“The official diplomatic were established only in March 1974, meaning last year we celebrated 45th anniversary, but Czech-Thai or Czech-Siam relations and contacts date much back to the history. Until 1918 and the birth of independent Czechoslovakia, the Czech lands were part of the Austrian or Austrian-Hungarian empires, and there were many people from Czech lands who actively participated in contacts between Austria and Siam. Pre-1918 relations between Austria and Siam form an integral part of our common history.
“After the establishment of Czechoslovakia, bilateral ties were focused primarily on business with the presence of the leading Czech companies in Siam getting stronger and stronger. Some of the Czech (or then Czechoslovak) brands became common household names, and have remained them since. We can name Bat’a shoes, Škoda industrial goods or ČZ arms as examples. When H.M. King Prajadhipok visited Czechoslovakia in 1934, nobody was surprised – given the level of economic cooperation – that he inspected the premises of Škoda or Bat’a factories as well.
“After the WWII, it was not easy to build on the pre-war cooperation, although from time to time one or the other side came up with initiatives to do so. Unfortunately, without much success until 1973-74.
“The Czechoslovak Embassy was opened in Bangkok in 1974, and it was led by Chargé d'Affaires a.i. with the Ambassador being accredited as non-resident from Rangoon. These arrangements changed after 1989 when the ambassador moved to Bangkok.
“Nowadays, there are nine Czech staff members working at the Embassy, include a representative of CzechTrade, our Trade Promotion Organization. We have also an active Defence Attaché accredited from New Delhi.”
Visits, trade, tourism and culture
“Every ambassador would surely say that relations are great and excellent, and I am glad I can say it as well and I can say it sincerely. Without any hesitation, last couple of years can be considered one of the peaks of our relations. In January 2019, first-ever official visit of Czech Prime Minister to Thailand took place – with the two Prime Ministers, Mr Andrej Babiš and General Prayut Chan-o-cha, having met on a number of occasions before and after.
“The Prime Minister’s visit also followed up on three meeting s between our President, Mr Miloš Zeman, and the Prime Minister of Thailand in years prior to the visit. Last November, our Minister of Defence, Mr Lubomír Metnar, paid a visit to Thailand and supported our national presentation of the Czech defence and security industry at the Defense and Security 2019, in a similar manner as the Deputy Minister of Defence during the previous editions of the exhibition.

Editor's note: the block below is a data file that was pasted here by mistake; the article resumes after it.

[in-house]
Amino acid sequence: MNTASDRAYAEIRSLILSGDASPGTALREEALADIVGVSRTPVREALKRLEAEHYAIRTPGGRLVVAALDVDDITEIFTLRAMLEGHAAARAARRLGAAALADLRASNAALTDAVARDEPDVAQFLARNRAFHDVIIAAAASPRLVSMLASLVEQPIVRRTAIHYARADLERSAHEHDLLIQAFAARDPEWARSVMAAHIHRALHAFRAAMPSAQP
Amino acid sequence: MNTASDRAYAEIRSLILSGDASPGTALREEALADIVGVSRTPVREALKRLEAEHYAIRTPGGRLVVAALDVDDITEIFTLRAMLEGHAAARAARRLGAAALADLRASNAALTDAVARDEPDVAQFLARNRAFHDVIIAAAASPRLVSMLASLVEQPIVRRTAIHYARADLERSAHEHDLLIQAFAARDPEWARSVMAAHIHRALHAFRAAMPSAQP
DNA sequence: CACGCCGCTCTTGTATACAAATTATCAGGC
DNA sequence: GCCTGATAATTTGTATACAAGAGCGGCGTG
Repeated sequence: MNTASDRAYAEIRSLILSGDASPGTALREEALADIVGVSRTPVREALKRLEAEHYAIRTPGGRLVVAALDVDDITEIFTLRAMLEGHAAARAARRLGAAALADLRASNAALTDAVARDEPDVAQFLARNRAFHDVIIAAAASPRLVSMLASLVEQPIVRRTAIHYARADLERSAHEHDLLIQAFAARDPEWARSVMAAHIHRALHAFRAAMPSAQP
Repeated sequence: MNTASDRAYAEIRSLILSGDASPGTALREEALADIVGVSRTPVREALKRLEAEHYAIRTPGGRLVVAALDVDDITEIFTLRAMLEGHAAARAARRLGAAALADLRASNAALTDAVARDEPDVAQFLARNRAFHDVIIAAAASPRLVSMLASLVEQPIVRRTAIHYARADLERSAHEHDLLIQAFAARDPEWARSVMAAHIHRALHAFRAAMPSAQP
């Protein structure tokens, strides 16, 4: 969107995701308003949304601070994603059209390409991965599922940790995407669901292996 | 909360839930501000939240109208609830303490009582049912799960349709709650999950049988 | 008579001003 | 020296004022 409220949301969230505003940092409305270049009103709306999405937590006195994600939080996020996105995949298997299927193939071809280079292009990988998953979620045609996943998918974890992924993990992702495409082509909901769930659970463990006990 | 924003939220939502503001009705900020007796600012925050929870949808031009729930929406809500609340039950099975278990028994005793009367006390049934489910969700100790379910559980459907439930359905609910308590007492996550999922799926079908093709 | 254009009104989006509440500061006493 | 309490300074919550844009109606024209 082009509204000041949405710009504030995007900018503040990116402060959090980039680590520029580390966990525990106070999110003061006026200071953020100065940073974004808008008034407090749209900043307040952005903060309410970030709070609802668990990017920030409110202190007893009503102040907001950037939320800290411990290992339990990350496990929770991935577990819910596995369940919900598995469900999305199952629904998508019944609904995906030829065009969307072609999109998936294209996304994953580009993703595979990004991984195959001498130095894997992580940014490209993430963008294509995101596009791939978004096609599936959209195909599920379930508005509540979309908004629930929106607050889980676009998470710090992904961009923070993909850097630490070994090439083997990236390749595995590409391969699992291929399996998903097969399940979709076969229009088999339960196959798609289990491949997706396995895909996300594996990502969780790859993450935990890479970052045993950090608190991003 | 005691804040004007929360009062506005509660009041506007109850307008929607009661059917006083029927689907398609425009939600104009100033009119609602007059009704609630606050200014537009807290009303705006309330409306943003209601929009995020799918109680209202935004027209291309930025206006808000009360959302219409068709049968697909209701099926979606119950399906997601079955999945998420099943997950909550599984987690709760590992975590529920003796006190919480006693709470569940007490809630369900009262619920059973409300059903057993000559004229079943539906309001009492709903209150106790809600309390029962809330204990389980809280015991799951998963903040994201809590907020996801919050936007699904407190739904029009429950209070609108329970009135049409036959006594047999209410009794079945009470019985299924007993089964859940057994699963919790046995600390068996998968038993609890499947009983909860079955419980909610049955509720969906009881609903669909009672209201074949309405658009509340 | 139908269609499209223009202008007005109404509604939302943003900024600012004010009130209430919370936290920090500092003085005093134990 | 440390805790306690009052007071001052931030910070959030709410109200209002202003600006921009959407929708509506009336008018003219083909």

“Last year, we also welcomed in Bangkok the President of the Czech Supreme Court. The latest major event that took place was the official visit of the Speaker of the Chamber of Deputies of the Czech Parliament, Mr Radek Vondráček, to Thailand in February 2020. It not only cemented the inter-parliamentarian pillar of cooperation, but also showed a great synergy between the legislature and the executive branch because the Speaker was accompanied by the Minister of Environment, Mr Richard Brabec. These were the major visits while there were many more high-level contacts.
“During his meeting with the President of the National Assembly and the House of Representatives, Mr Chuan Leekpai, both sides recalled that it was only the second visit of the Czech Speaker to Thailand, the first taking place in 1994. In this regard, President Chuan recalled how he had welcomed our President Mr Václav Havel at the airport upon his arrival for the state visit in 1994. In this context, I dare to compare the current level of relations between our two countries to their quality and intensity of mid-1990s.
“In terms of trade, we have been experiencing the best period in modern history during the last decade. If we combine national trade statistics of both sides – which is the approach I prefer to get a more complex picture – we can see a steady increase of figures in both directions. Combined turnover of our bilateral trade in goods made in the Czech Republic or Thailand has been around US$1.6 - 1.7 billion, or getting closer to the target of $2 billion if we add goods made in third countries.
“The real flow of goods between our countries is much bigger than it is perceived based on export statistics only. In particular, the Czech imports of Thai goods of more than $1.3 billion are more than $600 million higher than Thai export statistics. All this means that mutually we are much more important trade partners than many people think. The Czech Republic is a much more relevant trade partner and customer to Thai companies than many other European countries that are traditionally considered to be on top.